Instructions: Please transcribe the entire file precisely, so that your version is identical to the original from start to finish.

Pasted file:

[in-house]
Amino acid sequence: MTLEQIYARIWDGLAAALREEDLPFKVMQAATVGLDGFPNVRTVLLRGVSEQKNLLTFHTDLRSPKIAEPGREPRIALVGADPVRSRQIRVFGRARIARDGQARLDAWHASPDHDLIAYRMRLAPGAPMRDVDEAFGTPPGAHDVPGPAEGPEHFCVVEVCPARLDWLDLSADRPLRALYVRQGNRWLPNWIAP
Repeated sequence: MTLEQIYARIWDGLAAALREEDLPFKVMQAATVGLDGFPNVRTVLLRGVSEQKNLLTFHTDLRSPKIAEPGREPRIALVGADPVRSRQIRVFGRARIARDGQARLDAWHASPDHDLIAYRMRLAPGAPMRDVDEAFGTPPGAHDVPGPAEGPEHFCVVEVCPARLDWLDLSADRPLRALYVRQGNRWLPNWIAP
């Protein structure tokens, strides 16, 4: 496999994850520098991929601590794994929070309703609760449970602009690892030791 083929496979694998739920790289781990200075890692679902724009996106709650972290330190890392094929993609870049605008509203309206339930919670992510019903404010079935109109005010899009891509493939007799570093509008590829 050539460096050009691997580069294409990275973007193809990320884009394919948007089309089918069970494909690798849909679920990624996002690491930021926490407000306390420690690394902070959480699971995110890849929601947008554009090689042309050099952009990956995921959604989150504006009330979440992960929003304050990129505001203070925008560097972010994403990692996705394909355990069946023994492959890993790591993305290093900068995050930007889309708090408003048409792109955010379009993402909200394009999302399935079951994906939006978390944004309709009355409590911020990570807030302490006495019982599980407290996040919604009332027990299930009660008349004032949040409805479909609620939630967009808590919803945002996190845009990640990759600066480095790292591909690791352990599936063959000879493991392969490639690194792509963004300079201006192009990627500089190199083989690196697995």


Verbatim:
[in-house]
Amino acid sequence: MTLEQIYARIWDGLAAALREEDLPFKVMQAATVGLDGFPNVRTVLLRGVSEQKNLLTFHTDLRSPKIAEPGREPRIALVGADPVRSRQIRVFGRARIARDGQARLDAWHASPDHDLIAYRMRLAPGAPMRDVDEAFGTPPGAHDVPGPAEGPEHFCVVEVCPARLDWLDLSADRPLRALYVRQGNRWLPNWIAP
Repeated sequence: MTLEQIYARIWDGLAAALREEDLPFKVMQAATVGLDGFPNVRTVLLRGVSEQKNLLTFHTDLRSPKIAEPGREPRIALVGADPVRSRQIRVFGRARIARDGQARLDAWHASPDHDLIAYRMRLAPGAPMRDVDEAFGTPPGAHDVPGPAEGPEHFCVVEVCPARLDWLDLSADRPLRALYVRQGNRWLPNWIAP
């Protein structure tokens, strides 16, 4: 496999994850520098991929601590794994929070309703609760449970602009690892030791 083929496979694998739920790289781990200075890692679902724009996106709650972290330190890392094929993609870049605008509203309206339930919670992510019903404010079935109109005010899009891509493939007799570093509008590829 050539460096050009691997580069294409990275973007193809990320884009394919948007089309089918069970494909690798849909679920990624996002690491930021926490407000306390420690690394902070959480699971995110890849929601947008554009090689042309050099952009990956995921959604989150504006009330979440992960929003304050990129505001203070925008560097972010994403990692996705394909355990069946023994492959890993790591993305290093900068995050930007889309708090408003048409792109955010379009993402909200394009999302399935079951994906939006978390944004309709009355409590911020990570807030302490006495019982599980407290996040919604009332027990299930009660008349004032949040409805479909609620939630967009808590919803945002996190845009990640990759600066480095790292591909690791352990599936063959000879493991392969490639690194792509963004300079201006192009990627500089190199083989690196697995």